I do remember there, we had saved quite a bit of money from the deployment, but obviously that was dwindling because it was hard for us to find work and stuff. And I remember driving past a homeless person, but it just wasn’t any type of homeless person. It was a homeless veteran. Then something clicked in my mind. And I was like, oh, I thought there was something always like wrong with those guys. 

Maybe they had PTSD or or maybe they weren’t functional for whatever reason. But what I realized is that you can be a totally functional, hard working human being and end up in that exact same situation. I knew that I had to make a change there. And that’s when I think Jasmine had bought a whole bunch of books when we got home and one of the books was Rich Dad, Poor Dad and I was like, well, I’ve done all this for money and I don’t know what I’m doing right now. 

So I just read this book and I started reading and I got hooked on that book. It was the first time that I had actually read a book and in at least four years, because even in high school, I used to figure out ways to kind of study a book just enough to where I could pass the test. But I never read the whole thing. This was the first time in years I had read an entire book and it just got me on this path of wanting to learn more about wealth accumulation and investing in business and all these different types of things. 

So I ended up being an insurance agent, which is kind of it wasn’t necessarily business ownership, as I know it today, but it was my first shot at learning how to interface with the customer, learning how to sell, how to present myself well and all those different types of things. So it taught me a lot of the basics. And I think when she saw a lot of me doing a lot of that, she basically was like, oh, I want to do something like that, too. 

It was a whole bunch of trial and error. We became licensed agents first and then we looked at into whole heartedly. And there was this whole journey that a lot of people don’t know about, of us just trying and failing as so many different types of things. But then we started buying businesses literally years later after, you know, kind of getting some success here and there, but mostly failures. 

And it clicked. And, you know, as an entrepreneur, I feel like there’s this day where. I feel like when you know you’re an entrepreneur, you know, when something is made for you, when you have a good day and you enjoy it but you have a good day and anything, you kind of enjoy that day. But you also have a bad day, but you still have this burning desire to be the best in the world at whatever it is that you’re doing at that point in time.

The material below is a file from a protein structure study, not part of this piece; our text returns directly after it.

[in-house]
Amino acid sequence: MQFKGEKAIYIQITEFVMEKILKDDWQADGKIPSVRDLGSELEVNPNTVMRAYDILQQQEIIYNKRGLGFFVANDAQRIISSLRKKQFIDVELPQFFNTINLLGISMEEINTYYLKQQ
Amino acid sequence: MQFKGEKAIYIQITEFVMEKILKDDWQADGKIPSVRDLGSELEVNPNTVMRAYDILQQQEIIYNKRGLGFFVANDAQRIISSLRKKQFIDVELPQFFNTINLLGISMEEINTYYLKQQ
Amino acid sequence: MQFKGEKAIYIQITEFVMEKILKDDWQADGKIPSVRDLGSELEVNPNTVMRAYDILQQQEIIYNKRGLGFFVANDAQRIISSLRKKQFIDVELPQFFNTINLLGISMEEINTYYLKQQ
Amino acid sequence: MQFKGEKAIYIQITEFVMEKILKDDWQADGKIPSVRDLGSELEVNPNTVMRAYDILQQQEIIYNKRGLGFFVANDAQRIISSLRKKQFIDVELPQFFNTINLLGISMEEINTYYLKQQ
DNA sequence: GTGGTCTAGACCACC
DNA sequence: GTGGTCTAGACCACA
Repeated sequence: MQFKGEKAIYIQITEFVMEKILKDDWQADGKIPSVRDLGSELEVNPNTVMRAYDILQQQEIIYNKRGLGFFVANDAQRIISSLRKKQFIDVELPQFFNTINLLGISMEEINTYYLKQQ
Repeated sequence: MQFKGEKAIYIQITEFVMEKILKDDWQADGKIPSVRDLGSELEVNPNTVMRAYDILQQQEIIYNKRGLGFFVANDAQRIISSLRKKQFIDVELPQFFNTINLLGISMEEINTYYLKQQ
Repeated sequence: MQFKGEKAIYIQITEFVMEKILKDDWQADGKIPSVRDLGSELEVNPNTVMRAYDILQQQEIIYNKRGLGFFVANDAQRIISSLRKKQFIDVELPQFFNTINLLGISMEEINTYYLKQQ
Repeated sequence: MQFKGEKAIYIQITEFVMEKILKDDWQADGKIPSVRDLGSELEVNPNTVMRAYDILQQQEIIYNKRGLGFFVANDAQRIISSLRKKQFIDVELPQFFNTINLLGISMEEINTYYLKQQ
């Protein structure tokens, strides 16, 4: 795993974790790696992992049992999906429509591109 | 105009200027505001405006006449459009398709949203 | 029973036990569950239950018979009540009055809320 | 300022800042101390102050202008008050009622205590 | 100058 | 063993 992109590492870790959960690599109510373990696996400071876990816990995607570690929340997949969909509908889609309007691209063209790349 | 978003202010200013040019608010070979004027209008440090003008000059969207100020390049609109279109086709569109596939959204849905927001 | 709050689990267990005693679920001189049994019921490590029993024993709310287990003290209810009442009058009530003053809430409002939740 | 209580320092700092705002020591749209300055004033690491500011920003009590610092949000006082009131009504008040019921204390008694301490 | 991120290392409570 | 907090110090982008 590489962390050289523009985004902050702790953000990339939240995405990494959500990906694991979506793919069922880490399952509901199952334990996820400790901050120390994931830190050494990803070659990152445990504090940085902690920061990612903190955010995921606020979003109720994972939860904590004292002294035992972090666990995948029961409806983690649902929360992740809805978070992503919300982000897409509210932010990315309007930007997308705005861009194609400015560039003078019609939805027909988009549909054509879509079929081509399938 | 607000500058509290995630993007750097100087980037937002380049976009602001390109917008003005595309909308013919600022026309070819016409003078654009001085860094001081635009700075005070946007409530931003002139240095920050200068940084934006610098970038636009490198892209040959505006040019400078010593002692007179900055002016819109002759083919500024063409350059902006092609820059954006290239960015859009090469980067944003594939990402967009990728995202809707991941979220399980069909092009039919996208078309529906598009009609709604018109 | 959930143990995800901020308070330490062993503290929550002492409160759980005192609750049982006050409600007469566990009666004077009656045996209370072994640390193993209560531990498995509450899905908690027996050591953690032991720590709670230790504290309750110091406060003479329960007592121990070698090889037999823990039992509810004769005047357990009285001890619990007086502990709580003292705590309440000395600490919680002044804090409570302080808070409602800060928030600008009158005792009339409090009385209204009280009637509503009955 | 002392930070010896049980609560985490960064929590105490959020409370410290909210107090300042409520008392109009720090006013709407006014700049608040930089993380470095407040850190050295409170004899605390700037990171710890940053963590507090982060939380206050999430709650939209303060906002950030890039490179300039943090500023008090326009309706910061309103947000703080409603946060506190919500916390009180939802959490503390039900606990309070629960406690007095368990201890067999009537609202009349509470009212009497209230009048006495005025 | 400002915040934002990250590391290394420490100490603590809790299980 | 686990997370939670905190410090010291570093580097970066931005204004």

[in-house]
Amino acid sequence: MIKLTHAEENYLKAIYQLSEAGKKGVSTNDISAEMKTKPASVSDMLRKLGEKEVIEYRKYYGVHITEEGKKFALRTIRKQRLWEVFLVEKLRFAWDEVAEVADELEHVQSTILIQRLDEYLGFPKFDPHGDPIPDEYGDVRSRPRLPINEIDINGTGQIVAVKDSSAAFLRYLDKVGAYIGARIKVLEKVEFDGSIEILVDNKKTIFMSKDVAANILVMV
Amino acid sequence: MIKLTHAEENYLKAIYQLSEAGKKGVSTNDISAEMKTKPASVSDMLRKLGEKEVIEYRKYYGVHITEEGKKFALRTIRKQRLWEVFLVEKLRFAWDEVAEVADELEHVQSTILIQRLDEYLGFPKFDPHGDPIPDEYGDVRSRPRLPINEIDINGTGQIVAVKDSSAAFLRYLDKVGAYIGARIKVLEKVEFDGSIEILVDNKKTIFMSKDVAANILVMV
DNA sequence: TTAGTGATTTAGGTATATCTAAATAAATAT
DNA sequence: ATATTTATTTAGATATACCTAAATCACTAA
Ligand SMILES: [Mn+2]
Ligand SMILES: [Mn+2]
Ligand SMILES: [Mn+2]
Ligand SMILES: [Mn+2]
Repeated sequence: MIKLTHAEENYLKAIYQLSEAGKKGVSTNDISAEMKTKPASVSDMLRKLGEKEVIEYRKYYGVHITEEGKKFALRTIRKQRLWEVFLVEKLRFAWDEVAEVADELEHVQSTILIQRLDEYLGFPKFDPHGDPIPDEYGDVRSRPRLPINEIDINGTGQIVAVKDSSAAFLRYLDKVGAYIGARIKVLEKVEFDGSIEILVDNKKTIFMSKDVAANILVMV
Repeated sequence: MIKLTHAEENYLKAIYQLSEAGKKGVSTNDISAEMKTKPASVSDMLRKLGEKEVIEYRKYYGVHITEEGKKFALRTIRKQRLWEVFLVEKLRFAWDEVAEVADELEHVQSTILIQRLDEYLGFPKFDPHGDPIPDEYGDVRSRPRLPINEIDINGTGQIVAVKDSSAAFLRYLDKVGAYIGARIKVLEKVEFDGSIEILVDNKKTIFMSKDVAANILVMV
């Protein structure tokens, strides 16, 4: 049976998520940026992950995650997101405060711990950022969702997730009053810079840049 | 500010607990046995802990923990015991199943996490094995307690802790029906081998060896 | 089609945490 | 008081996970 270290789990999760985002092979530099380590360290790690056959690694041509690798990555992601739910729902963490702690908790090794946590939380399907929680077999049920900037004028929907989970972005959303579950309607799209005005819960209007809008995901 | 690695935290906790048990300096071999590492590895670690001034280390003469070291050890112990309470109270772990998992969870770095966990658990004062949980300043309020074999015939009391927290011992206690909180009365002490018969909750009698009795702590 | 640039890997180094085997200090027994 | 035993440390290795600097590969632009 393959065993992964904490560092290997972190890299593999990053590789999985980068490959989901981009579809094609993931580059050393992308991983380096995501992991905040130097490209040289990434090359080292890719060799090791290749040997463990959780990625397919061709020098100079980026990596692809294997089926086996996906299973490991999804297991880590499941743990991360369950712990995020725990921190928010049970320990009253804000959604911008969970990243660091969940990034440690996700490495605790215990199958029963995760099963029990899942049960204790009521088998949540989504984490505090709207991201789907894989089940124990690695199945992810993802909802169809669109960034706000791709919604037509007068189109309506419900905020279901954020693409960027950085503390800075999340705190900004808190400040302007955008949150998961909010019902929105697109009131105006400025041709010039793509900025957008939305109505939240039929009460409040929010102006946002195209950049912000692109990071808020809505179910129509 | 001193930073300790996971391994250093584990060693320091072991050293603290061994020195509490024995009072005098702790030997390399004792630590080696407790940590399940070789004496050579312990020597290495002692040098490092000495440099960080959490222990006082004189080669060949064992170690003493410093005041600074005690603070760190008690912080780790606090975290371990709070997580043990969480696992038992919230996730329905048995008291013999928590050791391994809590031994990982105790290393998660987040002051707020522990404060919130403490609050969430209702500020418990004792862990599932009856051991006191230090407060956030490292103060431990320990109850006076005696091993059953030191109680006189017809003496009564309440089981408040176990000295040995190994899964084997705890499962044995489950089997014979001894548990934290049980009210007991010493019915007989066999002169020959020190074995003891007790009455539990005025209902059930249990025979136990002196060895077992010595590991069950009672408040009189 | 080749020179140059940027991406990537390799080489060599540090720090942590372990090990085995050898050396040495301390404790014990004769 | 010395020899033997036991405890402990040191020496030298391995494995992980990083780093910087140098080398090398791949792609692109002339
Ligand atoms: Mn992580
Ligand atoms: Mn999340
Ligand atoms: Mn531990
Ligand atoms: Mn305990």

That’s the point in time where I knew that us buying companies and scaling them were what we were actually meant to do.

Lyle: Cool. What are some struggles you guys overcame going into entrepreneurship? Was it a learning factor or was it more to it?

Joe: So in my opinion, I think learning is actually the fun part. Like I tell everybody, I’m a lifelong student. I’m such a nerd. I don’t know if I look like it, but I tell people like I am by far the biggest nerd you probably know, like Marvel. I watch History Channel for fun. Sometimes it’s ridiculous. I’m weird, but learning is the fun part. The hard part, however. And I’ll let you take one because I think I know what you’ll say. 

But one of the other hard parts for me was dealing with the adversity from certain family members or certain people in your sphere of influence, not necessarily believing in you. And I think it’s OK if somebody doesn’t necessarily believe in you, but there’s people who are sometimes close to you that go down on you the most.

And as an entrepreneur, you almost have to form this ability to be able to love somebody, but at the same time keep a certain amount of boundaries and distance to where they don’t interfere with what you’re trying to do.Because when you’re brand new, that’s when you’re the most fragile, that’s when you’re the most sensitive. And all it takes is somebody to say the exact wrong things that you don’t need to hear at the wrong time.

You’ll start to self talk that they were given to you. At first. They’ll program it into your mind and all of a sudden you’ll be giving it to yourself. So it’s almost like they’ll have this program that’s just running on autopilot of all the things that they would say.